1. Take a walk through a lava field: one of the best is found on the Snaefellsness peninsula. This experience will be unique and one for the books.
2. Be flexible: With inconsistent weather patterns, one may never know what to expect. So always have room for a change of plans.
3. Take the Icelandic pledge
This is a very mindful oath for the visitors, that makes them promise to be responsible and respectful throughout their visit to Iceland.
4. Relax at geothermally heated pools: what better way than to spend time soaking in warm water when it’s cold around. Iceland has a lot of hot springs and pools to offer. Each is better than the other.
5. Check roads: A day prior to leaving out on those roads, do thorough research regarding their routes, conditions, and closures. This will make traveling easier.
6. Expect to see a lot of waterfalls: from Gullfoss to Dynjandi, you’ll find a lot of waterfalls around. Each one is marvelous in its own way.
7. Look out for the Northern lights from September to mid-April: use apps and websites like Aurora app and Vedur website, for guidance. Stay in places with zero light pollution, like the countryside. You can also take a northern lights tour from Reykjavik.
8. Use a tripod and long exposure: make sure to have a very stable and still base as it’ll be hard to focus the always in motion lights.
9. Enjoy delicious hot chocolate and cake: do this! I pleas you to try these delicacies, including the famous cinnamon buns at the local homey cafes of Iceland.
Fill up with petrol when you can: You never know when will be the next time that you come across a gas station. So fill up your tank at all the chances you get.
11. Drink the tap water: the waters are clean, hygienic, and tasty. Carry around a reusable bottle with you, so it’s easier to refill it.
12. Enjoy the midnight sun: visiting in the summer season will let you have this unique experience of witnessing sunlight 24/7. You won’t regret this once-in-a-lifetime opportunity of getting to see the sun shining at all hours of the day.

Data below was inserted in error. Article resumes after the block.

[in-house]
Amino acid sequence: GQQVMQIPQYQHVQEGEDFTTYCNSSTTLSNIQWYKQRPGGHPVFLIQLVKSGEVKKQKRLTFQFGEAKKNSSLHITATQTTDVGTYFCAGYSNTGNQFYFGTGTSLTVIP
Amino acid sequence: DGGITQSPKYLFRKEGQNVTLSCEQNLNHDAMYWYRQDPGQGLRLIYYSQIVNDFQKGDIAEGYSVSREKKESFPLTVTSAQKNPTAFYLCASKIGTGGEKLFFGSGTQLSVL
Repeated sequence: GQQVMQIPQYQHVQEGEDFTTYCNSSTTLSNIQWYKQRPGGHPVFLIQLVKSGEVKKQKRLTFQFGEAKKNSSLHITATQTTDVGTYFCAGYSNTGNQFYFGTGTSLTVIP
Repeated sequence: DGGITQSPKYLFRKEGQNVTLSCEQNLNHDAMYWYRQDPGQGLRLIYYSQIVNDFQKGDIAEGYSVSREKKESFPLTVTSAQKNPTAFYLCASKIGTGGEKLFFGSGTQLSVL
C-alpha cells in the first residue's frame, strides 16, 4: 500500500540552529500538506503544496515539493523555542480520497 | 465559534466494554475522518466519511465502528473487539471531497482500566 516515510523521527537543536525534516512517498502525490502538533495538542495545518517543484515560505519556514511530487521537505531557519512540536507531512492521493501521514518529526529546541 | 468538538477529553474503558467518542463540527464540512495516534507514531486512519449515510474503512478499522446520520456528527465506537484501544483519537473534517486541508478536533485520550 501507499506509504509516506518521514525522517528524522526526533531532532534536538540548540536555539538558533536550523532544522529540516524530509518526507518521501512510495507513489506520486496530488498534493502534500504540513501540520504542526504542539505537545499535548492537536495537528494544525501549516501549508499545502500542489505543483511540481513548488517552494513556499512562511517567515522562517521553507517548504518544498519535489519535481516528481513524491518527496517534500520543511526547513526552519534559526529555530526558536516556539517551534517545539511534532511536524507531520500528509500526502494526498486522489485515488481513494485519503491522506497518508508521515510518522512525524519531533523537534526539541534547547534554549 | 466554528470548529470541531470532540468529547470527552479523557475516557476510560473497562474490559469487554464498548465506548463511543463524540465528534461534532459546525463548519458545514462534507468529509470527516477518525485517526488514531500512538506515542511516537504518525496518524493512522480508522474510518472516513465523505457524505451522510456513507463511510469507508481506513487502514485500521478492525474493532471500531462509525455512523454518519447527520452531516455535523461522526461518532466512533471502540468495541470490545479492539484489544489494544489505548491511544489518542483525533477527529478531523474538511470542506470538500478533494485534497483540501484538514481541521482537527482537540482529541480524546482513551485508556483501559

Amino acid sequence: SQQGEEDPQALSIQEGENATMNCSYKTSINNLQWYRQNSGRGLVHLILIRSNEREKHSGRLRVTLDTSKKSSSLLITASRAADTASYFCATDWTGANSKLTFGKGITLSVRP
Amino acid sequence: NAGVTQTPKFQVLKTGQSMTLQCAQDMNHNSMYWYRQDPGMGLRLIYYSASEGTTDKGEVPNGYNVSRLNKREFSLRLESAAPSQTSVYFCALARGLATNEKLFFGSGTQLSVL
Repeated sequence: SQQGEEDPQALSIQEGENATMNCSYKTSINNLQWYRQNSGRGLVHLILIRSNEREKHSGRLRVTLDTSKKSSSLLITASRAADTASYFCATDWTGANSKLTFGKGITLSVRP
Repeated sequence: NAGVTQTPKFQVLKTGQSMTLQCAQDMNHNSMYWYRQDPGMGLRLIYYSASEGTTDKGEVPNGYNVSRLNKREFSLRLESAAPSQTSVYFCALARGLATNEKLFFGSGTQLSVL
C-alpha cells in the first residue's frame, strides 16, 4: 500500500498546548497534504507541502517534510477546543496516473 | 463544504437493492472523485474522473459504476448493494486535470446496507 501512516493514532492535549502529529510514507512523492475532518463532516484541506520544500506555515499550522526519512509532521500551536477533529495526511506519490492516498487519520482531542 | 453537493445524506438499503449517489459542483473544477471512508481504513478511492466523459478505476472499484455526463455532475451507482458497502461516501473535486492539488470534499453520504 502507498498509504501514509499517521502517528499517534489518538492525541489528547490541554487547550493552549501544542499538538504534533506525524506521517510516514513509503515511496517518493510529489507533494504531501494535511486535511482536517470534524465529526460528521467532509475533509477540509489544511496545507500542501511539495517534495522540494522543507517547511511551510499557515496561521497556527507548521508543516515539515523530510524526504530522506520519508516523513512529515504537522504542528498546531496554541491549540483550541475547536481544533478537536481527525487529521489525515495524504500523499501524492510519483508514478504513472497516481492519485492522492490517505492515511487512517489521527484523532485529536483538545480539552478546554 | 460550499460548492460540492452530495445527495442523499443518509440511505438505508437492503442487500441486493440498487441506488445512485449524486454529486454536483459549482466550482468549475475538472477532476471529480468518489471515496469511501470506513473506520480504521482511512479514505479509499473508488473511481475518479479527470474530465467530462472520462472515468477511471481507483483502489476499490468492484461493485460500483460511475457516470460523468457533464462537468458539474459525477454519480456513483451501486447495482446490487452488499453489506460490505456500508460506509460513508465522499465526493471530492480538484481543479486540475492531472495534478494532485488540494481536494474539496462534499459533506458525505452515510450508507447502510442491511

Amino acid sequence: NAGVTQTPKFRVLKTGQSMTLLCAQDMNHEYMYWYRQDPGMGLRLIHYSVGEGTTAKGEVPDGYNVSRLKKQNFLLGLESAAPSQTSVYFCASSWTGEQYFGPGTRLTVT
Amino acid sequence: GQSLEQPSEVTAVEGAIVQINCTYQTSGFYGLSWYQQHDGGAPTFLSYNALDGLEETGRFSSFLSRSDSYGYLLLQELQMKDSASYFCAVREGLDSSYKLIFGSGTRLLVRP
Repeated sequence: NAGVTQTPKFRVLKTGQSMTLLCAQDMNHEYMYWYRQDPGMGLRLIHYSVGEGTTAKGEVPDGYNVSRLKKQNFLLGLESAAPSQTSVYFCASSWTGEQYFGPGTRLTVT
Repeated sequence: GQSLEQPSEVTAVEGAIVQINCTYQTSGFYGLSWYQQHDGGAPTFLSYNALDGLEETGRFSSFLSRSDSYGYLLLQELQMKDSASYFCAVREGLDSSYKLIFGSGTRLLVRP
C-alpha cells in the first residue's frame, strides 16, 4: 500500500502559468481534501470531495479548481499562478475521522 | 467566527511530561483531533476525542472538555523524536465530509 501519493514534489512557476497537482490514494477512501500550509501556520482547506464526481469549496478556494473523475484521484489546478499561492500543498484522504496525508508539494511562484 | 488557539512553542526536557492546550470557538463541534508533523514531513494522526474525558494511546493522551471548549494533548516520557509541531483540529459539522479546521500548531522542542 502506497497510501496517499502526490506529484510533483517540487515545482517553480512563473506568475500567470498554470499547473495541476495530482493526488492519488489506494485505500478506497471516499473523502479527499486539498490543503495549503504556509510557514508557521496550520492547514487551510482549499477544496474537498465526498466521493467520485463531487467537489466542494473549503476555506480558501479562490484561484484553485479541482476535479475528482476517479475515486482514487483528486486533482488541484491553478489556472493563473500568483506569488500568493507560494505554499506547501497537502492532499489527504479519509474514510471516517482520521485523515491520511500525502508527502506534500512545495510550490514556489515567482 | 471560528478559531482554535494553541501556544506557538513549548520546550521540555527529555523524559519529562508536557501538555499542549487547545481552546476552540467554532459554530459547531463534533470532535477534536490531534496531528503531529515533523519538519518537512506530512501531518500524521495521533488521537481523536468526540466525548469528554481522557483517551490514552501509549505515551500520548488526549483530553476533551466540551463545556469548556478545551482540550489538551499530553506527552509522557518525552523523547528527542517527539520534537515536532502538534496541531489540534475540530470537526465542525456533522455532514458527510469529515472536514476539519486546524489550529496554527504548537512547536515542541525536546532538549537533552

1. Feel the need to tip: it’s not considered a mean or rude thing to do but it’s not necessary either.
2. Wild camp: camping in the wild is prohibited now. Your campervan or tents need to be put up in specifically assigned campsites.
3. Drive in a storm: you don’t want your car getting blown off the road by the strong winds or get its windscreen hit by volcanic rocks in terrifying sandstorms.
4. Walk on the ice at Jökulsárlón Glacier Lagoon: we never know when the ice will break due to its lack of rigidity and stability. The water underneath is cold to the point of fatality.
5. Risk your life for a photo: we git it, this country is full of picturesque places, but we don’t want you crossing any limits for the sake of a photograph.
6. Stop on the road: no matter how badly you feel like stopping to absorb the beauty around, don’t pull over unless there’s a parking area. Better safe than sorry.
7. Rush: you don’t have to do everything in one single day. Stop, breathe and take time to appreciate the scenic beauty around slowly.
8. Litter: Don’t ruin the natural beauty of this gorgeous place. Show some respect and manners.
9. Drive off-road in any vehicle: this will cause harm to the landscapes and affect the scenery in a bad way. Plus, you’ll have to pay some fancy fines.
10. Take rocks or pebbles as souvenirs: why take away things that don’t belong to you. It’s better to let them stay in their own home.
11. Get too close to cliff edges or the surf: you might end up falling and getting yourself killed by the wild waves. A number of tourists have lost their lives this way in the past years.
12. Feed horses: it’s harmful to their health. Instead, you can visit horse farms like Sturlureykir, pay a small fee and interact with these adorable animals in an authentic way.